PB: Does the same go then for Danielle? In Eileen’s eyes she is the ultimate nightmare, an over-possessive, soul-destroying girlfriend, but she might not be as terrible as Eileen makes out. She could simply feel insecure about this girl who keeps turning up and who is clearly attracted to her boyfriend.
MO: Yeah (Laughs). Again who knows really? We have only got Eileen’s eyes to judge everything on. In all these encounters she has with Danielle they find themselves in the same situation over and over again. Danielle behaves in a particular way that is inevitably going to be exaggerated because Eileen is there. It is definitely worth considering that she is not seeing it accurately.
PB: When did you first come across the concept of twin flames?
MO: I had never heard of it when I met this person that I formed a bond with, so it wasn’t a notion that I already had in my head. Someone, however, told me about it later on, and with my own experience it ticked all the boxes of what a twin flame is supposed to be.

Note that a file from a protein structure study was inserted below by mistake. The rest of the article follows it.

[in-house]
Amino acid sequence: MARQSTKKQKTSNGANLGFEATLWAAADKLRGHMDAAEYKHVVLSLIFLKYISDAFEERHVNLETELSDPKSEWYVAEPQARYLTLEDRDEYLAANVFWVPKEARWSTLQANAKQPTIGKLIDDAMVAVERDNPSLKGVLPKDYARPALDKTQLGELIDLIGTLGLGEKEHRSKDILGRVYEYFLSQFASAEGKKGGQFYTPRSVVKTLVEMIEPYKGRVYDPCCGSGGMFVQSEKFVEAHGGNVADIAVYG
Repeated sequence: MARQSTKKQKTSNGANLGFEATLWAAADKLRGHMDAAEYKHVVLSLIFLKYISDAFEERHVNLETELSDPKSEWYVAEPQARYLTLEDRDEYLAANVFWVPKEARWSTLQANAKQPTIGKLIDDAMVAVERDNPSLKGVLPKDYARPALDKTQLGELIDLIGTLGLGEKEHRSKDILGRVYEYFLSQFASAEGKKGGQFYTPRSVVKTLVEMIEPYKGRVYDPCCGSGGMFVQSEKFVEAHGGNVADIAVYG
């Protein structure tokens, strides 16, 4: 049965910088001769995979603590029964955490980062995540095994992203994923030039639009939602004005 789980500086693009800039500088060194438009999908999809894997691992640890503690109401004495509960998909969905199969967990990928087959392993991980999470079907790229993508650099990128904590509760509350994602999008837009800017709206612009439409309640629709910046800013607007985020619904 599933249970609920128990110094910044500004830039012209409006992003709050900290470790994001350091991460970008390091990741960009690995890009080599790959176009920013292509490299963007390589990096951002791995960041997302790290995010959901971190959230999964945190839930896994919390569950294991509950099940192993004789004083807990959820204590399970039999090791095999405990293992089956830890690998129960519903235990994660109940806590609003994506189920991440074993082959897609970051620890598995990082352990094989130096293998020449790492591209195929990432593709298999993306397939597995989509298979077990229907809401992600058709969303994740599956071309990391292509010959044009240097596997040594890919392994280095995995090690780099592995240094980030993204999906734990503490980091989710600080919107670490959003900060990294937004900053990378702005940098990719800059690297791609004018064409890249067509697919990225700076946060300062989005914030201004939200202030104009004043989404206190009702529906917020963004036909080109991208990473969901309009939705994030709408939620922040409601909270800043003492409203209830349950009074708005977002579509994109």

I wondered whether or not to use that name or terminology in the book as once it is mentioned people start thinking, “Oh, what is this?” and “This is too weird” and “This is some kind of fantasy thing”, but I decided to mention it because there may be something in it. I myself am undecided. I am open though to that notion, so it is in there because it is something that I would like people to consider.
PB: One of the main themes of ‘A Certain Kind of Light’ seems to be that are some things in and perhaps beyond this world which can’t be brushed away or explained by rationality. Would you agree with that?